School’s been out. The temperature has been creeping up. Pools are open. Memorial Day was awhile back.

But it doesn’t quite feel like summer in Omaha until the Memorial Park concert.

As is tradition, music, fireworks and thousands of people — more than 60,000, officials said — blanketed Memorial Park to ring in summer on Friday night.

The annual City of Omaha Celebrates America concert took over the park. On the slate was music from Omaha band The Firm, classic rock-styled Chris Isaak, Rock & Roll Hall of Famer Little Steven and, of course, a massive fireworks display.

Early on, the areas of the lawn open to the sun stood largely empty. It was just too dang hot.

Meanwhile, the shady, tree-lined portions of the expansive park were full of kids tossing footballs, people throwing Frisbees, folks eating picnic dinners and a large amount of attendees taking a break from the sun.

As the sun descended behind the park’s western pines, the park flooded with people.

Brooke Spenceri came just as the sun was going down. The event has become a family tradition for Spenceri and her 11-year-old daughter, Presley Powers.

“We come no matter what,” Spenceri said. “I like the music.”

Presley and her friend, Josie Gentle, had a different reason: “The fireworks!”

Looking like the most comfortable people in the park, Zach Davis and Katherine Schaub sat nearby in large inflatable loungers next to Steph Anderson.

They were relatively new to the Memorial Park tradition, but they’d been sitting in the sun since early in the evening. Early on, they sat under a large umbrella to stay away from the sun. Once the sun receded, they were ready to be entertained.

“The bands were really great,” Davis said.

“There’s the fireworks, the drinks, the company,” Schaub said.

“And the people watching,” Anderson added. They laughed.

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Mary and Dave Mausbach of Omaha, who have been going to the concert for 15-plus years, dance.

Around them, people meandered through the park, drank from red plastic cups and wiped the sweat from their brows.

The festivities started for some when they laid their blankets down, marking spots in the park as early as 5 a.m. But the party really began when the music kicked off.

“Good evening Omaha!” Little Steven said from the stage. “We have to come to celebrate summer here in this wonderful Memorial Park. Such a great tradition. We are honored that you asked us to come this year. Thank you so much!”

Little Steven is Steven Van Zandt, the guitarist for Bruce Springsteen and the E Street Band, and his 13-member band, the Disciples of Soul, is packed with famed songwriters, killer session musicians and former E Street Band members. Dressed in bright patterns and dark vests, they looked like a roving band of rock ‘n’ roll wizards ready to ensnare you with their funk and soul. Van Zandt’s trio of backing singers were particularly engaging as they danced in lockstep and sang like soulful angels.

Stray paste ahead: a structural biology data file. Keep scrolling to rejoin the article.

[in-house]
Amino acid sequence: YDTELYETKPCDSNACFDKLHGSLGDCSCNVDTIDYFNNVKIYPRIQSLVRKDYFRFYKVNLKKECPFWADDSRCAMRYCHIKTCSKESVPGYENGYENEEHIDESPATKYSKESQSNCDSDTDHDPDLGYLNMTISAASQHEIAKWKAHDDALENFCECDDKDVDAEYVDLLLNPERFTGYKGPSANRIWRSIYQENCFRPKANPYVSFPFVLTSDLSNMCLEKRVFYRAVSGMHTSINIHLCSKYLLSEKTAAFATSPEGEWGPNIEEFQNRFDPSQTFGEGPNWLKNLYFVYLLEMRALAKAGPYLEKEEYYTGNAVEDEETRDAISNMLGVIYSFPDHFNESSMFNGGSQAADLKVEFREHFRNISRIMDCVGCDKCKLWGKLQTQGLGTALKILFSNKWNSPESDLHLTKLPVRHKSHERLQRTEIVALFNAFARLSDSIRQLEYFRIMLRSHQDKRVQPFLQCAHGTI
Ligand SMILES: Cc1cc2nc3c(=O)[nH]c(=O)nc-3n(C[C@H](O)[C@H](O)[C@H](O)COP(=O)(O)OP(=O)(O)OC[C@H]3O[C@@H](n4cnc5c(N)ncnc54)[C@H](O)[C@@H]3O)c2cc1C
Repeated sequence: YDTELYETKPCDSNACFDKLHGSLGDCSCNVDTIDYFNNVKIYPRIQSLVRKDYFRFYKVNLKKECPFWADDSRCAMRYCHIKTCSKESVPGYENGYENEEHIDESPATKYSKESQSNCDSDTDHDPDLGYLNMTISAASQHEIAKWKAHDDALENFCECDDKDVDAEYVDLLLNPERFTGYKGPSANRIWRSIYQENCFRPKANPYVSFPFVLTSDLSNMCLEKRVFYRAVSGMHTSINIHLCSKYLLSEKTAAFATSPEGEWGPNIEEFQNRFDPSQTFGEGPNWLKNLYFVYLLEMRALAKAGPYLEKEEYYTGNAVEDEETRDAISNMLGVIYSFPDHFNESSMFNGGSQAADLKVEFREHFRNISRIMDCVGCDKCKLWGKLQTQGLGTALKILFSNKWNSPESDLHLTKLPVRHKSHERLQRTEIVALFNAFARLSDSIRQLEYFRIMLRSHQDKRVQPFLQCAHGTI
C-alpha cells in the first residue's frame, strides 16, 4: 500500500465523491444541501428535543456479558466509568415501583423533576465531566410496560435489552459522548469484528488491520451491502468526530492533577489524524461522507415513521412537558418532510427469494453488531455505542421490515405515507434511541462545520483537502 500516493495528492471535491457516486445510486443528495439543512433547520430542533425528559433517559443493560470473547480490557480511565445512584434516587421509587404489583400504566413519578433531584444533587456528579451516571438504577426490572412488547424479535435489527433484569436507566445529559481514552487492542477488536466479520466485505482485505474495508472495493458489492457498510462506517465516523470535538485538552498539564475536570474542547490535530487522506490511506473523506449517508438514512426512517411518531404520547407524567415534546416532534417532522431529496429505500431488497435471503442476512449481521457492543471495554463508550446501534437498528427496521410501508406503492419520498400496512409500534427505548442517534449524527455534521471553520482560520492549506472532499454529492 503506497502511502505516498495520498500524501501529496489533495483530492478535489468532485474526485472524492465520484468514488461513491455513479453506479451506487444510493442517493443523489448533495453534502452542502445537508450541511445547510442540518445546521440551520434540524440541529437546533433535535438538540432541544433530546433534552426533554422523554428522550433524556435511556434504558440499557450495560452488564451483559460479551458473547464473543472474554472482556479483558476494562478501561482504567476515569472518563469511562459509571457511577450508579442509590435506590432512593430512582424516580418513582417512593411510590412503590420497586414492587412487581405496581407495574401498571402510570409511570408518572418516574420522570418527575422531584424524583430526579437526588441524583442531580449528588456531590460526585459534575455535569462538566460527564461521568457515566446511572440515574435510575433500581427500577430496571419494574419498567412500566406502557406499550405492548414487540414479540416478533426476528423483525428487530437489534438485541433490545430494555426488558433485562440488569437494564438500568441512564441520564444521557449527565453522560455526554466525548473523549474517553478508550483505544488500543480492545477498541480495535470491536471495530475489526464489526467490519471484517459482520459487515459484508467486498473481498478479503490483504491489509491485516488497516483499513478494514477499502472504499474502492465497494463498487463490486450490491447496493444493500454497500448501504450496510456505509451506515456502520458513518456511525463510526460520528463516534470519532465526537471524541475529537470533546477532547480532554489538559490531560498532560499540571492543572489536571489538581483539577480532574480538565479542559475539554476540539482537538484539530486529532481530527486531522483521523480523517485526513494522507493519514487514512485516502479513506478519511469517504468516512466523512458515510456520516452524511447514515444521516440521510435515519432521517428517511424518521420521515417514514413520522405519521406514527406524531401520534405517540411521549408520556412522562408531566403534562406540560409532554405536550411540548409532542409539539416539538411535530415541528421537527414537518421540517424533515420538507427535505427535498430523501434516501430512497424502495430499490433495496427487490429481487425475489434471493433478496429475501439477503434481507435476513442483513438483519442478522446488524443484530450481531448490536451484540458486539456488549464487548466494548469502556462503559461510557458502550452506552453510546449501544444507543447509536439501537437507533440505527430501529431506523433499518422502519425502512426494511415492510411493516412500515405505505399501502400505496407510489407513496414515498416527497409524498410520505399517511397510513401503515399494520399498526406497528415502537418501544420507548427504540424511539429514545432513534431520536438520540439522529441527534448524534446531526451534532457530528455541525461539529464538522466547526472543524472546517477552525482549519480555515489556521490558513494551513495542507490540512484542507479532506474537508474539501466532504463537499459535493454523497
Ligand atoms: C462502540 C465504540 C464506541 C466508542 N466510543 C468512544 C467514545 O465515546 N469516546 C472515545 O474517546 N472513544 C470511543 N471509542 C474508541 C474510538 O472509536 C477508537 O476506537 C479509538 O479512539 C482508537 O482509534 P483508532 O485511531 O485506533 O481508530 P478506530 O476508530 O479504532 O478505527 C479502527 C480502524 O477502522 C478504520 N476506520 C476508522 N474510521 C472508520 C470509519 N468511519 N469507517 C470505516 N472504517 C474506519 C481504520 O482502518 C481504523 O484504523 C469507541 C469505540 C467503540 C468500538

Largely playing his new album, “Summer of Sorcery,” Van Zandt had people up off their lawn chairs to dance to “Party Mambo” and groove to “I Visit the Blues.”

It was a full-on rock ‘n’ soul revival, and easily one of the most exciting acts to play the annual event.

It was also fueled by Chris Isaak, who played earlier in the evening.

Wearing a rhinestone- and-sequin-encrusted nudie suit, Isaak took the stage while the heat was still bearing down.

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Chris Isaak rocks a blue-sequined suit for his performance at Memorial Park on Friday.

But he still hit the high notes of “Wicked Game” and ran into the audience in his heavy wool suit.

Isaak plays a style of old-school rock that’s something of a combo of Roy Orbison and Elvis Presley, but Isaak’s funnier and somehow even more charming.

Isaak played his own hits, “Blue Hotel” among them, but he also worked in covers of “Ring of Fire,” “Pretty Woman” and “Can’t Help Falling In Love.”

Isaak’s final number was “Baby Did a Bad, Bad Thing,” and he brought several women, among them Omaha Mayor Jean Stothert, onstage to dance with him.

Both bands made for a real rock ‘n’ roll show, and the people in the massive crowd rolled right along with them.

That is, until the music went dark, and they prepared themselves for maybe most anticipated part of this summer tradition: the fireworks.

And so, thousands turned their heads skyward to welcome summer with the crackle of colored explosions overhead.

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Reporter - Entertainment/music/concert

Kevin Coffey is the entertainment editor and critic, covering music, movies, video games, comic books and lots more. Follow him on Twitter @owhmusicguy. Phone: 402-444-1557.

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